Company History Highlights
Hamilton is one of the most popular vintage watch brands in today’s market. The company enjoyed a long and successful lifespan, and was key in the development of American watchmaking technologies.
The Hamilton Watch Company was established in 1892 when the Keystone Standard Watch Company was forced into bankruptcy and sold to a group of Lancaster, Pennsylvania entrepreneurs whose objective was “to build only watches of the highest quality.” The company was named after James Hamilton.
Hamilton Watch Company was housed on a 13-acre (53,000 m2) complex at 917 Columbia Avenue, Lancaster, Pennsylvania. The first watch made under the Hamilton name was an 18-size 17-jewel pocket watch in 1893. Over the next six years, Hamilton developed a reputation for creating pocket watches of the highest caliber. During Hamilton’s first fifteen years, only two size movements were produced — the 18-size and the smaller 16-size.
The Watch of Railroad Accuracy
Hamilton became a leading player in the production of pocket watches and was used heavily by the railroad, earning Hamilton their claim to be “The Watch of Railroad Accuracy.” When it came to the wristwatch market, Hamilton was a bit slower to market than both Elgin and Bulova, who moved early into wristwatch production. It wasn’t until the late 1920s that wristwatches were offered in a variety of models.
During World War II, Hamilton production of consumer watches was stopped, with all watches manufactured being shipped to troops. More than one million watches were sent overseas. Hamilton was also extremely successful in producing marine chronometers and deck watches in large numbers to fill the needs of the United States Navy, and other Allied navies as well.
After the war, it was business in usual, with Hamilton benefitting from the increase in American prosperity and from the general popularity of the wristwatch in society. Hamilton positioned itself at the forefront of the American watchmaking industry. During the 50s, Hamilton lead the industry in design and technical innovation. Hamilton watches produced in the 1950s showed some of the most distinctive styling and some of the highest quality engineering.
Another area where Hamilton distinguished itself was in the creation of the tone of gold used for the finish of the watch cases. Often referred to as “Hamilton gold,” the tones Hamilton achieved were different from the “brassy” yellow American standard gold colors used on jewelry of the day. A typical Hamilton watch utilized a “pale” yellow gold finish that had an understated, but distinctive warm character.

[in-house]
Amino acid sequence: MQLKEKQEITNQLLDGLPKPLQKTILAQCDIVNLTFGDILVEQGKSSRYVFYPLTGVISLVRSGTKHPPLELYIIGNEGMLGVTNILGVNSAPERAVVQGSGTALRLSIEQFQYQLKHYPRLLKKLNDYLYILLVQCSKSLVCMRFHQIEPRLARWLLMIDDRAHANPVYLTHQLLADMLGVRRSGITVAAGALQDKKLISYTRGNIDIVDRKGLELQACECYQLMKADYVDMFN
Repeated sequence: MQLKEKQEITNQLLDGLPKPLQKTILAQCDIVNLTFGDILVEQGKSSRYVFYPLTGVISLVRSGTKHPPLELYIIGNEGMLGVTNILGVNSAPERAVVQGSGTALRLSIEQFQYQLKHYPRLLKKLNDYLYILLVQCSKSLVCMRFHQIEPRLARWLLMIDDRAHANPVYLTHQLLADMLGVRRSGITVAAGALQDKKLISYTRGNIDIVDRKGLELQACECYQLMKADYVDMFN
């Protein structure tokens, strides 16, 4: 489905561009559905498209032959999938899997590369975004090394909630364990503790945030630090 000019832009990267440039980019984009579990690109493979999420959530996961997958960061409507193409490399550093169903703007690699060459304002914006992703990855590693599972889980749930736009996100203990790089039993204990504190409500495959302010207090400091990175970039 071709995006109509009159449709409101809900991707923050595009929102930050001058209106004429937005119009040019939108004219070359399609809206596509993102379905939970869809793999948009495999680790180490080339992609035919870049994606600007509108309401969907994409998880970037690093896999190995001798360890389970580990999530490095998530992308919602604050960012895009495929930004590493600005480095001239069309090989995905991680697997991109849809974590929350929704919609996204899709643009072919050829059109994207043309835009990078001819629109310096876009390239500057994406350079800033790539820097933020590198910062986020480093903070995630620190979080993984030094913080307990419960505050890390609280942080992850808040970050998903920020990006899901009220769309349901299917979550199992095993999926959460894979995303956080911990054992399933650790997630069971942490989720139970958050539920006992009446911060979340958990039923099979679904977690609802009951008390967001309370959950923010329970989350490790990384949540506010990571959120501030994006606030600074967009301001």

In 1951, Hamilton rebuffed a hostile takeover bid by the Benrus watch company. The fallout from the failed takeover action culminated in a Federal court ruling that is considered to be landmark in the realm of Federal anti-trust case law.
In 1957, Hamilton introduced the Hamilton Electric 500, the world’s first electric watch in regular production. It was available in a variety of non-traditional asymmetrical case styles including Elvis’ favorite, the Ventura.
- Traditionally Hamilton designed and manufactured under the signature “Hamilton” name.
- In 1928 Hamilton purchased the Illinois Watch Company. Hamilton continued to release watches under the “Illinois” brand through the 1950s.
- In 1966, Hamilton acquired the Buren Watch Company and began to issue watches under the “Buren” brand.
- In 1927 the “Howard” name was purchased by Hamilton. In 1931, Hamilton acquired the goodwill and the trademarks of the E. Howard Watch Company. Between 1942 and 1949 Hamilton released approximately 1,000 wristwatches under the brand “Howard,” making Hamilton Howards some of the rarest of the vintage Hamilton watches.
Ownership Changes & The End of an Era
In 1971, the Omega & Tissot Holding Company Société Suisse pour l’Industrie Horlogère (SSIH) purchased the Hamilton brand and utilized the Hamilton name for a number of products, including numerous quartz watches in the 1980s. The Hamilton Watch Division became a subsidiary of HMW. The Hamilton Watch Company changed their name to HMW at the time they sold their Watch division to SSIH. Through the enforced merger of SSIH and ASUAG Groups in 1984, Hamilton has become a subsidiary of the now denominated The Swatch Group Ltd.
The old Hamilton Watch Factory has been officially recognized as historically significant and placed under the protection of the National Registry of Historic Places. The factory halls are still used today as condominiums; the Research & Engineering Lab, the birthplace of many Hamilton innovations, is today a ballroom.